Our trip here was pretty ‘hairy’ – big winds, people who have wind measuring devices reported winds up to 50 knots – we don’t have one but we knew we were in some pretty big winds and the seas were huge but fortunately mostly behind us. That’s usually ok except we were being blown further into the coast of Africa that we were comfortable with. And turning into that wind with those seas was virtually impossible – so we just toughed it out until we got to the ‘corner’ of Africa which gave us a much better – less lee shore sailing position. (One of the things that’s really cool about coming into a harbour with other yachts who’ve all come the same way at roughly the same time is discussing these things and how we each coped with the situation.)
We made the decision to take out our transmission yet again – the ‘fix’ we had done in Malta was not satisfactory and though we could have ‘nursed’ our engine across the ocean by topping up the transmission fluid whenever we needed to use the engine we decided not to. There is a big marine Volvo distributor and service centre here, so Tony and their mechanic took out the transmission and they took it away and took it apart. The mechanic was very pleased to come back to us shortly after to show us the damaged ‘end seal’ which was badly damaged. They’ve ordered a new one and we hope to have her all put back together again early next week.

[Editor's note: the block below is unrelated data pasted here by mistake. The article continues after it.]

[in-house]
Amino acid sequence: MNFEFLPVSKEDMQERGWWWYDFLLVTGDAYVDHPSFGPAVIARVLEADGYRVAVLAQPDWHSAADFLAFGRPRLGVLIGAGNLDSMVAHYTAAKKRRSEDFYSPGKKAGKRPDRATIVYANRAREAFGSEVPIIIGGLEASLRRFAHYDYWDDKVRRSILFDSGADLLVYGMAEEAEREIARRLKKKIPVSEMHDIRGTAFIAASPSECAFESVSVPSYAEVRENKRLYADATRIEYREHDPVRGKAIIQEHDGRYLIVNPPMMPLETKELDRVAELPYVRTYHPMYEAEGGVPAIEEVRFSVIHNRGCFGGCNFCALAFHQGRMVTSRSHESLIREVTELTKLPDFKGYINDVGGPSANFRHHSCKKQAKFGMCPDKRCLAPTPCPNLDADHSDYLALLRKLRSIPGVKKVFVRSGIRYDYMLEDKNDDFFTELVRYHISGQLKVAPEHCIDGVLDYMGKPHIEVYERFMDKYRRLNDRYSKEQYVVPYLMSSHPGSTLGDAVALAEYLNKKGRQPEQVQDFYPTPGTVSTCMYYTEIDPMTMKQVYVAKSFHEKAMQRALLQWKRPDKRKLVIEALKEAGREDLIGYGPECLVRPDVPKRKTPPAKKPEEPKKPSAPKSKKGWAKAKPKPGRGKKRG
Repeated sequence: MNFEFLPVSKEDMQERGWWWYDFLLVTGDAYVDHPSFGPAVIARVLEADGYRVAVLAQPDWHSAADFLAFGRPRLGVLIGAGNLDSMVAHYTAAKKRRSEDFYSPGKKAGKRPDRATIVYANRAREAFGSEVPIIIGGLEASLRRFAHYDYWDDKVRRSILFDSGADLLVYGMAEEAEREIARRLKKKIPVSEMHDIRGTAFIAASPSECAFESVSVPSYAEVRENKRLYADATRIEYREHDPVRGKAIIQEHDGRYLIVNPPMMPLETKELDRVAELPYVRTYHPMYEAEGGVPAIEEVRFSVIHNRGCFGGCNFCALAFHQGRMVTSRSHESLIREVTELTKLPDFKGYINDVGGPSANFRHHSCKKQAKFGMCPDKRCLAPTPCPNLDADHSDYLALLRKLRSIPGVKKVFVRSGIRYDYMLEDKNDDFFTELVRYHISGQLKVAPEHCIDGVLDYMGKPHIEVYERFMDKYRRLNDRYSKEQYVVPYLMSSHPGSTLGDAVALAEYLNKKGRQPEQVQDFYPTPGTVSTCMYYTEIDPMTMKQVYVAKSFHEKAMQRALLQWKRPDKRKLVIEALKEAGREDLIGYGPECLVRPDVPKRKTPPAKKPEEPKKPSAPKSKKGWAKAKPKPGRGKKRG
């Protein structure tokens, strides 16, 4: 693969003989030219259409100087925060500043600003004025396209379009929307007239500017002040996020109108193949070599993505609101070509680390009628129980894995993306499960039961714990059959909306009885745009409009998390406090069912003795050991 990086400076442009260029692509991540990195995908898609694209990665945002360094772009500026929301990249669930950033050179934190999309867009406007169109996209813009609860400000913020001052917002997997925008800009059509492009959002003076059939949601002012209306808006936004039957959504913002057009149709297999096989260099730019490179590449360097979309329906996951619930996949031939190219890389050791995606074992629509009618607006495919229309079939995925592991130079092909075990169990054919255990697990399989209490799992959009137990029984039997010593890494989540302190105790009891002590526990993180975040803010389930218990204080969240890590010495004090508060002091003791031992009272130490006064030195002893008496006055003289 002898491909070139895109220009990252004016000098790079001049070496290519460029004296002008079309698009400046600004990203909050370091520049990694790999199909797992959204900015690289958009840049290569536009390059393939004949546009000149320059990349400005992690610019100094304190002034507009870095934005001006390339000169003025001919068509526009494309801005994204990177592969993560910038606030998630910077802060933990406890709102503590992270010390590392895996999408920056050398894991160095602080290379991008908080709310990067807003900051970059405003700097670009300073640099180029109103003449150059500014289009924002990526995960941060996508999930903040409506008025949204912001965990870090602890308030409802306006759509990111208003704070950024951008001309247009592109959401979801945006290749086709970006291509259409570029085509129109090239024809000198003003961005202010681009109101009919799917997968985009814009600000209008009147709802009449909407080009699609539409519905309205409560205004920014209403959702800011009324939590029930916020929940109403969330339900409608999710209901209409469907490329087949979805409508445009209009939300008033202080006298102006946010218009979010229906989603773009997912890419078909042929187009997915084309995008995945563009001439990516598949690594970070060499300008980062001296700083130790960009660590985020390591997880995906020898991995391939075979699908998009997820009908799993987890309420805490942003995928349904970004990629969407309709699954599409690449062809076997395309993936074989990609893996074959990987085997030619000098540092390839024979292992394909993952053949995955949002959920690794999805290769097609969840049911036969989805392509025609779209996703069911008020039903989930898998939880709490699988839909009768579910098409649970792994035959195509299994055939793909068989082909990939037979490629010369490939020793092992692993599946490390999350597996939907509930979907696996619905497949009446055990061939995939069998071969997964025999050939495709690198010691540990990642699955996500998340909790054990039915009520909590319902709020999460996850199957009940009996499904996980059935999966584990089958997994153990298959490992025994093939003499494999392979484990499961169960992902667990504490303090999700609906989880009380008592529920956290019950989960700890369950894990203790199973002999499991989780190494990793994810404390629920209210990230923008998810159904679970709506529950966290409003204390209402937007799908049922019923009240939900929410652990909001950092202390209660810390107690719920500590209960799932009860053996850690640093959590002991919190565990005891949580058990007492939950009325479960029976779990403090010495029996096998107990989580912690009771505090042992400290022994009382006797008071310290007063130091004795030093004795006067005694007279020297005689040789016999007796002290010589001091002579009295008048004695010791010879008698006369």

I’m very impressed with Tony’s ability to strip down the engine to the point of taking out the transmission himself – which he would do too if it did not weigh as much as Pavarotti and is not much smaller. So – hope springs eternal . This was the right place to do the work – it was vital that we get out of the Med when we did and the winter weather was just getting so much worse and getting down the African coast was no picnic either – until we got to a day or so before Lanzarote, then it was quite obvious that going south was the right thing to do.
We stopped for 2 nights of good sleep in a gorgeous little anchorage on an Island called Isla Graciosa – pictures to follow, we didn’t go ashore but we did don our wetsuits and snorkled among abundant shoals of healthy ‘tropical’ type fish, many of which were the same species we would see in the Med but much bigger. Tony saw a large moray eel swim under our boat as he was coming back to the boat.
We’ve met 2 couples here that we have met in the past in Malta, a couple from New Zealand who were moored next to us on the Breakwater our first winter in Malta and an Australian couple who were in the Manoel Island boat yard at the same time as us about 18 months ago. That’s what is so neat about these ‘way stations’ – everyone has been going off in different directions doing different things and then we all get lumped together in placed like this waiting for the ‘right time’ for us to go further.